So, which of the possible explanations is the right one? I'm not big on the jaguar explanation. The melanistic jaguar is well known but still not common. If jaguars were the culprits, I would think that the normal spotted coat would be reported much more often than the jet-black color. Also, the physical characteristics most often described seem to rule out the jaguar. Jaguars are massive cats with thick muscular builds. They are the third largest cat in the world coming in behind only the tiger and the lion in size. Jaguars have massive heads, necks, and shoulders. The cougar on the other hand, is a more lithe cat and not nearly as large. The jaguarundi may be responsible for some black panther sightings as they fit the "long tail cat" description and most people have never even heard of them. However, they are small and their size alone rules them out as the culprit in most black panther sightings. That seems to leave cougars or an unknown species as the explanation.

Whatever the explanation, people, including wildlife experts, continue to report large black panthers in this country. It is going to take some extraordinary photographic evidence or a body to convince the scientific establishment that these animals are real and do roam the remote areas of our state and country. Sounds familiar doesn't it?


  1. I am from south central texas, i saw a black panther in 2003, it was not a jaguardini thing it wasn't no kitty kat they exist!

  2. sightings of a black cat of some sort up here in Parker County this week

  3. I saw a black panther with another witness in Hooks,TX Red River bottoms in 1991.

  4. I would like to hear about it. If you care to, email me the details at

  5. I literally saw one last night. We live in a very rural area in east texas. I was driving down our dirt road and saw a large black shadow crossing the road about 50 yards away from me. I sped up because I have been waiting for this experience for a long time. As I sped up to it it started running over 40 mph ahead of our car on the road! It ran in front of my car for about 100 yards then leaped off the road...I followed it through a field then it hide behind a bush and disappeared. This was not a cougar. It's tail was about 3 inches thick and it ran like nothing I've ever seen. It was probably the coolest wildlife experience I have ever had and one of the neatest ones of my life. They exist....absolutely beautiful too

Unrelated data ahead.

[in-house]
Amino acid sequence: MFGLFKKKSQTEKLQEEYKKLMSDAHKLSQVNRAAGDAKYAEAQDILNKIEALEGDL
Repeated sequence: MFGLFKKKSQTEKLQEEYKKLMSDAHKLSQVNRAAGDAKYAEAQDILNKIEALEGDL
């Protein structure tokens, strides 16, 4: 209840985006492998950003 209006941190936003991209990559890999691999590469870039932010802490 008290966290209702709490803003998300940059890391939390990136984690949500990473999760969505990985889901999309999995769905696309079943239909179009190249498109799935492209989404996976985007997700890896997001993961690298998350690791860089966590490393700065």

6. I've seen them before here in East Texas around Piney Creek before. Caught one in my headlights once and got a good look at him.

  7. In Whitney,TX along Hwy 22- I witness two brown bears while driving - I turnd around to get a photo of them and of course they were gone within second- Once you see that snout and that face and you know without a doubt what you are looking at- couldn't even get a photo- a mountain lion is rumoured to be lurking around the lake of waco,tx- nothing confirmed but some big domestic pets being found- mauled and dragged-

  8. My wife has seen a black panther twice in our back yard in liberty county TX

  9. I saw one in Pleasanton CA yesterday - I was on the radio and the paper - it's a bog deal however I have a feeling people think I am crazy - It was exactly like the Panther in your picture - jet black with a dappled/patterned coat which looked like a trick of the light - but there is no doubt what I saw - Fascinating - but not when one's toddler is in tow!
    Jo Gunderson

  10. My toddler and I saw one yesterday - It's on the news - Check out the story!
    Fantastic animal, it's head was like a melon as someone else described - like a teddy bear face - round, not pointed at all - with rounded ears and the unmistakable tail - it was sat watching us - I called out to it and it turned its head - that's when I knew for sure! It then stood up and walked off right in front of my eyes - Terrifying with my kid, but the most magnificent thing I have ever seen in the wild